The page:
Taking a rest from writing my blogs, I thought that a glance at other blogs might be rewarding, even instructive.
I spend too much time on my own work, I ought to divide my time more equally.
My choice of blogger was entirely random. I was surprised to see that my chosen blogger’s thoughts did not add up. I tried to subtract my personal feelings, but this seemed to multiply the problems.
As a physicist, I had always looked on mathematics as simply a tool, not worth more than a fraction of my time. But perhaps I was being irrational. It’s difficult to function under pressure. I should try harder to integrate, I should not differentiate between bloggers.
But, all things being equal, the numbers were against me. I gave up and looked for another subject for my blog.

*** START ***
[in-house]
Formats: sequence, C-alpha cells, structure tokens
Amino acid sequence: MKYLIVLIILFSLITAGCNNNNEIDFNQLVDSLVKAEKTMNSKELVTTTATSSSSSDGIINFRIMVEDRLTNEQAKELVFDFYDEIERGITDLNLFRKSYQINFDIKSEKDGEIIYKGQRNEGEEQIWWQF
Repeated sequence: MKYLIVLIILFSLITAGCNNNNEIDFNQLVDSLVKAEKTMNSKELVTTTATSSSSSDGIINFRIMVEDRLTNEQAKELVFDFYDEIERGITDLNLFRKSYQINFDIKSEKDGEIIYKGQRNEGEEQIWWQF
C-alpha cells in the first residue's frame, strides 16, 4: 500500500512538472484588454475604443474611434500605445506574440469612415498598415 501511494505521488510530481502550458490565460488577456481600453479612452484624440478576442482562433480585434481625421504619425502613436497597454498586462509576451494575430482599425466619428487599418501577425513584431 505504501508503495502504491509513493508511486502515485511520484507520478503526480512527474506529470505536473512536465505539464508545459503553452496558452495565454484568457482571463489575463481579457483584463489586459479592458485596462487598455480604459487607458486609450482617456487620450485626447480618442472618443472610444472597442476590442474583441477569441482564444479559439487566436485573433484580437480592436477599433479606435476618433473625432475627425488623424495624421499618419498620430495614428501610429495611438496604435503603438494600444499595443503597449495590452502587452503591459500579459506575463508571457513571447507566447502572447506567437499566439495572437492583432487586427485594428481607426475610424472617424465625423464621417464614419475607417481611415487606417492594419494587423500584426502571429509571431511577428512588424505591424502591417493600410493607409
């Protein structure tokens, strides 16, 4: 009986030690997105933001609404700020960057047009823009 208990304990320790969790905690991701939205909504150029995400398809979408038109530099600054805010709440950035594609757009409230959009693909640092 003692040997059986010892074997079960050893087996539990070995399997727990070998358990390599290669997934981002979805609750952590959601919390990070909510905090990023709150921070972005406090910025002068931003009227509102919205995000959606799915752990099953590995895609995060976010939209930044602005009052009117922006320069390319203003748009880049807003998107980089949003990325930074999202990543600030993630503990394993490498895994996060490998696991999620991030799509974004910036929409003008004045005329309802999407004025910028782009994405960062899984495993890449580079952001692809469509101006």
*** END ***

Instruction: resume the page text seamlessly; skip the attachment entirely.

We have just seen leaders around the world celebrating Armistice Day. It is not clear why this day of infamy should be celebrated. November 11 marks the armistice signed between the Allies of World War I and Germany. It let Germany off with just a warning and left an unrepentant Germany free to start preparing for World War II.
The world, and certainly the Jewish people, would have been better off if a defeated Germany had been broken up and the pieces added to the surrounding nations. Sadly, the same mistake was made after World War II.
Start one World War, OK it happens, start two and the penny should drop – this is not a country that one would want as a next-door neighbour.
As we physicists say, for every action, there is an equal and opposite reaction. But this did not apply to Germany. Someone did not do the maths.
I am tempted to use the Zermelo-Fraenkel set theory as an example, but can’t find a way to work it in. Perhaps my mathematical readers can help.